Gary Hunninghake, Embattled Former University Doctor, Surrenders Medical License

10/21/2011 04:02 pm ET | Updated Dec 21, 2011

A former University of Iowa doctor who has been at the center of several misconduct controversies, including a sexual relationship he maintained with a subordinate, reports that he viewed child pornography at his workplace and a false report filed with Chicago Police alleging he had been stabbed on Michigan Ave., has given up his medical license.

The Associated Press reports that Gary Hunninghake, 65, voluntarily surrendered his medical license and agreed to pay a $10,000 fine following a complaint released Friday by the Iowa Board of Medicine, which details charges that he viewed pictures of nude children and other sexual material while at the workplace and inappropriately accessed the medical files of the woman with whom he was having an affair.

Hunninghake, a professor of medicine since 1981 and director of the UI Institute for Clinical and Translational Science, also "violated appropriate professional boundaries" with another female staff member in 1992 and prescribed himself unnecessary medications, including anabolic steroids, the complaint said, according to AP. He resigned from his $360,000-per-year job May 31 after 13 months of paid administrative leave while police investigated the charges of child pornography, seizing computers from his home and university office.

The false report Hunninghake filed with the Chicago Police Department while in the city for a conference attracted media attention due to the unusual circumstances surrounding the complaint. Hunninghake told police on April 24 that "three males grabbed him and held him while one of the offenders took his cellular phone, $350 as well as four of his credit cards, and then stabbed him multiple times in the abdomen as well as in the chest," Assistant Cook County State's Attorney Lorraine Scaduto told NBC Chicago.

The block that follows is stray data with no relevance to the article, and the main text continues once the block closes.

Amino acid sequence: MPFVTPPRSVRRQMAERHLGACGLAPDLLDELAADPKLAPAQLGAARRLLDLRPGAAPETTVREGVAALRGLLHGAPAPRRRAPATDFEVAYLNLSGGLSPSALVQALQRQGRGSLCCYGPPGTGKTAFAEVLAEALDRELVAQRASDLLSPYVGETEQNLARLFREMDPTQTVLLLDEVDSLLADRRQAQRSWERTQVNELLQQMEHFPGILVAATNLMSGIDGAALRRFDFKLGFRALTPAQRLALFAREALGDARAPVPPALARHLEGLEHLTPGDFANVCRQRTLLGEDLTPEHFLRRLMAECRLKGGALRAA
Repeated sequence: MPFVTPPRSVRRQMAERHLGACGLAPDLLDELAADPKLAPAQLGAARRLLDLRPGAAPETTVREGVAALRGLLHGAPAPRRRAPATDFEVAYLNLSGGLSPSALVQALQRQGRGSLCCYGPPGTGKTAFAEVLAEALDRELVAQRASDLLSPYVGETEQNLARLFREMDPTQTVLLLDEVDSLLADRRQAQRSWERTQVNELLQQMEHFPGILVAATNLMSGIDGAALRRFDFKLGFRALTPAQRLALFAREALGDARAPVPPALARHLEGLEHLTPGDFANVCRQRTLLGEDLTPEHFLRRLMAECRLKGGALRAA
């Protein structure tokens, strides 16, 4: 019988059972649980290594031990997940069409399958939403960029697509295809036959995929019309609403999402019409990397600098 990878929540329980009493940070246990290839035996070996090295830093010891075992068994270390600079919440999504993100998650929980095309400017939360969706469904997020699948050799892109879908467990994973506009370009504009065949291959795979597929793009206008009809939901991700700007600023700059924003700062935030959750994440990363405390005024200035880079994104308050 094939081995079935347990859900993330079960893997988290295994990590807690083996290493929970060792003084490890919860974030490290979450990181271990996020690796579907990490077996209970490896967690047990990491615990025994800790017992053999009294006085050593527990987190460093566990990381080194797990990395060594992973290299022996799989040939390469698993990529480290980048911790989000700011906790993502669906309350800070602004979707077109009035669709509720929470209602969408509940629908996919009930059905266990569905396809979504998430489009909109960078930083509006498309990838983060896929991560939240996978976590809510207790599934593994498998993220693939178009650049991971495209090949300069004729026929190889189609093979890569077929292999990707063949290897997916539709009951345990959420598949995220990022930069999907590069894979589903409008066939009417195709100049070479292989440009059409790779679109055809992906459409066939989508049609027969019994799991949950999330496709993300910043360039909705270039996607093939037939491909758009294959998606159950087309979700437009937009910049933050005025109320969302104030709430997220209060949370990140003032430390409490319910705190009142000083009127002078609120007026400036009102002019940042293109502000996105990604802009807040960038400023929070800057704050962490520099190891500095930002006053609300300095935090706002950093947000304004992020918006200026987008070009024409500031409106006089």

Police investigating the report traced his credit cards and cell phone and found inconsistencies. When confronted by police, Hunninghake confessed he had fabricated the story and that he "had not been stabbed by other individuals but had in fact inflicted those wounds upon himself," Scaduto said. A police report says Hunninhake told police he stabbed himself in the chest, shoulder and abdomen with a steak knife because he was in a "strange state of mind."

Hunninghake was charged with a felony count of making a false police report, which was reduced to a misdemeanor as part of a plea agreement. He was ordered to pay $15,565 to reimburse authorities for the cost of the investigation.

His lawyer, Leon Spies, told the AP he's unsure if the doctor will ever try to apply for reinstatement of his medical license.

"He's moving on to new personal and professional pursuits," Spies said.